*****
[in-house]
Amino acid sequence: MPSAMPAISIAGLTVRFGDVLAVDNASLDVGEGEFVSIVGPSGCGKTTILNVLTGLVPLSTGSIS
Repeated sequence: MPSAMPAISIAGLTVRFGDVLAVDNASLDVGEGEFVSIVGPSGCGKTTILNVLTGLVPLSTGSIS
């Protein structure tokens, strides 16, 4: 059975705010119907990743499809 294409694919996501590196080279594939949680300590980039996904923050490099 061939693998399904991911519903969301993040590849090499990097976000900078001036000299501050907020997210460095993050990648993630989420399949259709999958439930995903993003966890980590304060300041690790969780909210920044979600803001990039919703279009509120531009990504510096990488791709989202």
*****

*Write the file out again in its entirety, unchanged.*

[in-house]
Amino acid sequence: MPSAMPAISIAGLTVRFGDVLAVDNASLDVGEGEFVSIVGPSGCGKTTILNVLTGLVPLSTGSIS
Repeated sequence: MPSAMPAISIAGLTVRFGDVLAVDNASLDVGEGEFVSIVGPSGCGKTTILNVLTGLVPLSTGSIS
């Protein structure tokens, strides 16, 4: 059975705010119907990743499809 294409694919996501590196080279594939949680300590980039996904923050490099 061939693998399904991911519903969301993040590849090499990097976000900078001036000299501050907020997210460095993050990648993630989420399949259709999958439930995903993003966890980590304060300041690790969780909210920044979600803001990039919703279009509120531009990504510096990488791709989202």